3.The Union included with its final submission, after the close of the April 27 session, a letter signed by Benjamin Martin, President of AFGE Local 2317 at the Marine Corps Logistics Base at Albany, Georgia. The Arbitrator made it clear to the parties that the factual record was to be completed at the April 27 session and that no additional factual information would be accepted after that date (only clean versions of their proposals and final statements.). It would be procedurally improper and prejudicial to the Employer for the Arbitrator to accept new factual material into the record at this point. (This is not new evidence unavailable at an earlier date.) Any reference to Albany in this Decision is based on discussions that took place before the Arbitrator on April 27.

4.DISA officials justify this by the need to maintain a stable DISA organization which would be impossible if DISA-wide (or Jacksonville-wide) RIFS had to be run with the disestablishment of each IPC.

5.His explanation is that the original understanding was that MCAS Cherry Point positions would go directly to the Jacksonville megacenter where the information/date processing function already exists, the latter fact negating a transfer of function. In April, ‟revised information” indicated to him that DISA would be establishing an IPC at Cherry Point for a period of time (the Defense Information Processing Center (DIPC) will exist until the workload is migrated to Jacksonville at the beginning of 1996.) His reading of the regulations is that because there is no existing DISA IPC at Cherry Point, the transferring function is not being already performed, and thus transfer of function rules apply.

6.In the absence of the PD‛s being reclassified after the recent review/modification process, the Employer adopted a identification system of PASS .

7.The employer was in possession of the Personnel Director’s determination prior to the April 27 session. The Arbitrator was given no explanation as to why it was not shared with the Union prior to that session. Nor was justification offered for the failure to mention it until after several DISA officials who had appeared as witnesses left the meeting on April 27 and became unavailable to answer question as to why it was establishing an IPC at Cherry Point, and if and why this was different than the situations at other facilities being capitalized by DISA. But the behavior and stratagems of the Employer are not the issue before this Arbitrator. The task here is to bring this bargaining impasse to resolution. That there is to be a DISA entity at Cherry Point, existing as a distinct competitive area, has always been clear (it is that fact that has so concerned the Union because of the limited bumping rights).

8.There is some doubt in the Arbitrator’s mind as to the usefulness of this documentation if there is to be no reconfiguring of positions into 100% DISA positions and 100% non-DISA positions, which is the conclusion reached below. It is hoped that if the Union finds no usefulness to the data in that situation, it will agree to drop this documentation step.

9.The Employer’s language is being modified, however. Employer paragraph 4 is mostly redundant of paragraph 3 and what is redundant is eliminated. Paragraph 4 essentially provides that the positions described in paragraph 3 will be identified to DISA. The small amount of descriptive language about several positions found in paragraph 4 and not paragraph 3 has been incorporated into the latter. The Arbitrator’s view is that paragraph 2 is also unneeded. It is a list of position categories provided to MCAS Cherry Point by DISA as subject to capitalization. The Union has been in possession of this guidance since July 1994. The Arbitrator believes the Union to be in error in asserting that this list and the document where it originated, are inapplicable to MCAS Cherry Point. DISA officials stated at the April 17 session that the Transition Plan was inapplicable to Cherry Point (Annex A-4, 7 January 1995) not the Capitalization Plan (5000 UP, 28 July 1994). In any case, the Arbitrator does not believe that there is serious ambiguity about what functions are to go to DISA under BRAC 1993 or what kinds of positions, generally, DISA has indicated belong with those functions.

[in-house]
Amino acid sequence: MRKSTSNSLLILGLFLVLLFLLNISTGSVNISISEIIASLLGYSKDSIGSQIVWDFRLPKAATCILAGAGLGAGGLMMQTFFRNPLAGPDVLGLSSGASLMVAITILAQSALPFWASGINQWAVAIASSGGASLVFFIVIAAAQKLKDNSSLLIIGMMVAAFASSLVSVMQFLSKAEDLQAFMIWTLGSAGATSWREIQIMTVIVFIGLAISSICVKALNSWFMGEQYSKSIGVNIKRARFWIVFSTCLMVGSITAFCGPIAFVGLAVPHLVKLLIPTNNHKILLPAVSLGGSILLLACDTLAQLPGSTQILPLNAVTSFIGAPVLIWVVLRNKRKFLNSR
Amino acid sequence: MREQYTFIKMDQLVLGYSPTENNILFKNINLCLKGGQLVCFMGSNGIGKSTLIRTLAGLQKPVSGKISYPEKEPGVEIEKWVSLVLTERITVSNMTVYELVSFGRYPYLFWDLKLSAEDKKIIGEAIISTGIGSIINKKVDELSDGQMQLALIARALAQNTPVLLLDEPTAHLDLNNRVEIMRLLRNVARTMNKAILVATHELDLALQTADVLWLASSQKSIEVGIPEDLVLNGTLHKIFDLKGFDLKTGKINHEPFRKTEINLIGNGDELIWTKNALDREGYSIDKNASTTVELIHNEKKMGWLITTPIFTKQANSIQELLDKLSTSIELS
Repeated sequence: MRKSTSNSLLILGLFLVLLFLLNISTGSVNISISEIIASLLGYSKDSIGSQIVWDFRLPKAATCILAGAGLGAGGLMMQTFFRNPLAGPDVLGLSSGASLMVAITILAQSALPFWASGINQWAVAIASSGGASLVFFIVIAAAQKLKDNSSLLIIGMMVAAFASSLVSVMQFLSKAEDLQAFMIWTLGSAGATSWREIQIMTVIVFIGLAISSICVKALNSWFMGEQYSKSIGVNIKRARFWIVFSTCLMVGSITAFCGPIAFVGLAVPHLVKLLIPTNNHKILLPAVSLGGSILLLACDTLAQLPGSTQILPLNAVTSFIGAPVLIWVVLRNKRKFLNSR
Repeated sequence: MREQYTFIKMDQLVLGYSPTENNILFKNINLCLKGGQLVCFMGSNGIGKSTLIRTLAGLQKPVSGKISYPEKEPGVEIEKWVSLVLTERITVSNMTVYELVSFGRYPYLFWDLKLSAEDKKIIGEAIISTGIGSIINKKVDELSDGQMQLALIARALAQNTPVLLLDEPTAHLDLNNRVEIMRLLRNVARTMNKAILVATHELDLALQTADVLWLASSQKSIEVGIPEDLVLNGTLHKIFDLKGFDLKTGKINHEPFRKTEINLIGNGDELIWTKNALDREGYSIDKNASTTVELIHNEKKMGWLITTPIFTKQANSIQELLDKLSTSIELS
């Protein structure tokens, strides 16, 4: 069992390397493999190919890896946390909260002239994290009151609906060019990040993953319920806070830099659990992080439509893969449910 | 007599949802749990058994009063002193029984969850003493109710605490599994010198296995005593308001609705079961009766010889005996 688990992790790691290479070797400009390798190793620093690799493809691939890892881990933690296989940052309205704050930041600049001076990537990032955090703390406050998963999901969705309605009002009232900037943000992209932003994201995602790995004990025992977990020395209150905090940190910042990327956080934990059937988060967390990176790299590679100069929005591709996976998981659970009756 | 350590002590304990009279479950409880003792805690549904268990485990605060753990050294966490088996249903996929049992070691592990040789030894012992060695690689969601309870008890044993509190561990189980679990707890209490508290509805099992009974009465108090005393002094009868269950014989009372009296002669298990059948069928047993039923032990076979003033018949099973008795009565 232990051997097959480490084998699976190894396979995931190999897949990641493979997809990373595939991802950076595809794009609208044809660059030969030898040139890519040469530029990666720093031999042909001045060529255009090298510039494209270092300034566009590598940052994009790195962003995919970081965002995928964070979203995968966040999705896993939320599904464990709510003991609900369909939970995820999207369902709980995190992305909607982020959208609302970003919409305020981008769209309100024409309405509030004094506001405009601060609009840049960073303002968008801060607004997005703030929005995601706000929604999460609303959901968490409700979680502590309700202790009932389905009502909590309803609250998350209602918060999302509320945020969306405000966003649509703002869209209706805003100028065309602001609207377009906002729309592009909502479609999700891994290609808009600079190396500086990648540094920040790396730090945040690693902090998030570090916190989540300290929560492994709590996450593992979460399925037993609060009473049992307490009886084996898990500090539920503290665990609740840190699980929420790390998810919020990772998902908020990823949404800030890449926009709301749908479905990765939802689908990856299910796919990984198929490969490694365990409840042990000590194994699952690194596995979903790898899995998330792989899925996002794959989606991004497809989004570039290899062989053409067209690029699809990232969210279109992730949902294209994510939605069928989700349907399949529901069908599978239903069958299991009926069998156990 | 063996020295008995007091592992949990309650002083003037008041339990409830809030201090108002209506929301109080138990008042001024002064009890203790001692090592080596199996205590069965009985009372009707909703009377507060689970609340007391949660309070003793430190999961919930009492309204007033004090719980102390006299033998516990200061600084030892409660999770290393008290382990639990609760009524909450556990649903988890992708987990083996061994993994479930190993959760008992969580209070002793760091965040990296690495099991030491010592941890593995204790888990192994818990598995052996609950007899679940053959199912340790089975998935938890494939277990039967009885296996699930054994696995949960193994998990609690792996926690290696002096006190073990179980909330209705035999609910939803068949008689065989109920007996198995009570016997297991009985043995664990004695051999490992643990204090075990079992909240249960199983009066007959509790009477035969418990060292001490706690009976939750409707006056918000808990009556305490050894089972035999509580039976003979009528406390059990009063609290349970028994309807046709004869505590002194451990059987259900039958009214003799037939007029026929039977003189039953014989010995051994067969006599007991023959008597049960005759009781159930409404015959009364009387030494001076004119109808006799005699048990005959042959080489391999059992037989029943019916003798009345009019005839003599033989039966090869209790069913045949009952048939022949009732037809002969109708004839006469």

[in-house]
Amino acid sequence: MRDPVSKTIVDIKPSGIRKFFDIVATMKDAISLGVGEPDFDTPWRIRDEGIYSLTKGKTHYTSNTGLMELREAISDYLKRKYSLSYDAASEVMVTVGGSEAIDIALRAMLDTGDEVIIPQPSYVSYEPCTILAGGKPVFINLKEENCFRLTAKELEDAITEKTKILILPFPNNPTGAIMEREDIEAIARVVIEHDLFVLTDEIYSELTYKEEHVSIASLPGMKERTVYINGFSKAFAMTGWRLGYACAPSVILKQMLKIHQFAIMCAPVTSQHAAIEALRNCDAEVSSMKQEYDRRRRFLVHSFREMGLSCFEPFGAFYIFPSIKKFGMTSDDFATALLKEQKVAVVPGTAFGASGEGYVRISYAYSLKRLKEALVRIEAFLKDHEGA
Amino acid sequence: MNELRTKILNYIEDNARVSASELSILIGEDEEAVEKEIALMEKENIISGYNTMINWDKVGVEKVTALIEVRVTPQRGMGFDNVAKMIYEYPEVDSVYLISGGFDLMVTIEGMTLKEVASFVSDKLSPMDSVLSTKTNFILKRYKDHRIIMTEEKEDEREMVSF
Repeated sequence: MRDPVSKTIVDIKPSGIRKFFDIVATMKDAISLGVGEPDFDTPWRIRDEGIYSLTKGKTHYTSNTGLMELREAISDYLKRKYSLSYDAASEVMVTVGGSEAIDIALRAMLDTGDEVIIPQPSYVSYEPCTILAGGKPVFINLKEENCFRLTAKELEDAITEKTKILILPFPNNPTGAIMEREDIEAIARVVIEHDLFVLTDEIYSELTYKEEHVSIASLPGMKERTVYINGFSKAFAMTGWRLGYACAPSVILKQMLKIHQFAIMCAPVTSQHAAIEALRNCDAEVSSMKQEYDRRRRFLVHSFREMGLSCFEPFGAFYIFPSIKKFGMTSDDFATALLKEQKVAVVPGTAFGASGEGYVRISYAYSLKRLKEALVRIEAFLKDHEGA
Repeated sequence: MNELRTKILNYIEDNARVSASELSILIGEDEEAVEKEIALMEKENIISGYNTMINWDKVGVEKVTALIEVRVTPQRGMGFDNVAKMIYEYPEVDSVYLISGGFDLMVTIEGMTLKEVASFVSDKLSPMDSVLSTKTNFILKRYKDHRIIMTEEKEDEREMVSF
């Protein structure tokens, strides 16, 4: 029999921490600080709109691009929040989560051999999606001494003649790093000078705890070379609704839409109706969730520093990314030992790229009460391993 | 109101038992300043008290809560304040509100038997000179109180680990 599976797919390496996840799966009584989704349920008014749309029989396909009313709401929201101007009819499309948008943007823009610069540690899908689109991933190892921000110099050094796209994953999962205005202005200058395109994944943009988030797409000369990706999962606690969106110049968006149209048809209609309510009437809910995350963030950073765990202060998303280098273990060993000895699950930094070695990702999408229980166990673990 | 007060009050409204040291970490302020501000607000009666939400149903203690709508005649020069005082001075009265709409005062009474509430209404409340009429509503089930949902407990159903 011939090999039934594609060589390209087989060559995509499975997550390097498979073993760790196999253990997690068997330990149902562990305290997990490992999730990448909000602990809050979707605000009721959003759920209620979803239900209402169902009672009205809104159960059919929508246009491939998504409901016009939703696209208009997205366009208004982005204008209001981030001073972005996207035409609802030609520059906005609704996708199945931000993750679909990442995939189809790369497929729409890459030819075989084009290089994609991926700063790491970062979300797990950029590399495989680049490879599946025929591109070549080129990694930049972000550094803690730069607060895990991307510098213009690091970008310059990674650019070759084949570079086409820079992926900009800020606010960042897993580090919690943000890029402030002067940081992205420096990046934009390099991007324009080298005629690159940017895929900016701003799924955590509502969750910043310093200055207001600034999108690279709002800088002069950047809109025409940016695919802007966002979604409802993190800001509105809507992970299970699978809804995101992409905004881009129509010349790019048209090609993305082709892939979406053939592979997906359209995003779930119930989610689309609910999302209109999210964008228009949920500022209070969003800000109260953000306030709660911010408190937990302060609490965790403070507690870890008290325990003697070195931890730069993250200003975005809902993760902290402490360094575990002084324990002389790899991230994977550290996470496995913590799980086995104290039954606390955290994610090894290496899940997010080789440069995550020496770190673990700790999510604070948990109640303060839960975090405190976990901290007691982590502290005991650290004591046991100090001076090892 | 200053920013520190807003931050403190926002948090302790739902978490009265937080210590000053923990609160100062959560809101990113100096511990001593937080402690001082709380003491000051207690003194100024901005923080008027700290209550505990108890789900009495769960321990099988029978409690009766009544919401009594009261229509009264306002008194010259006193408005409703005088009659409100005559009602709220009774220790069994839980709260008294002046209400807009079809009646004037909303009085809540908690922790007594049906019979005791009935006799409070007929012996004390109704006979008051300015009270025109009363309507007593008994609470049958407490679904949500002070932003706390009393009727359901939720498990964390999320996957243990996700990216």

10.The proposal by PASS to locate any RIF within the MCAS Cherry Point competitive area has implications for the other employees and bargaining units at that facility. At Albany, cited frequently by the Union in support of its proposals, there was no alteration in DISA’s basic capitalization plan such as is involved with the ISA proposal. Involuntary transfers to DISA were avoided by precapitalization placements of individuals, which is certainly an aspect of the Employer proposal, here, and of the terms being ordered by the Arbitrator.

11.There has been an inflexibility in the Marine Corp’s response to the Union’s bargaining approach formed by a belief that PASS was trying to undo the BRAC and avoid the inevitable. Elements of the original PASS proposal did indeed have the MArine Corp conducting studies as to whether or not IPC functions ought to remain in MCAS Cherry Point or go to DISA, a question not open for discussion. But the Union early dropped those provisions and its remaining concerns are clearly with providing maximum protection for G6 employees facing great uncertainty, especially those with long seniority. Nothing would constrain the Employer from being as flexible as possible at this stage.

12.The worst scenario would be for a swapped employee who becomes a DISA employee to find him or herself determined unqualified because not currently able to perform the job, or subject to downgrading.

13.In the absence of official classification action after the recent review process, the Employer adopted an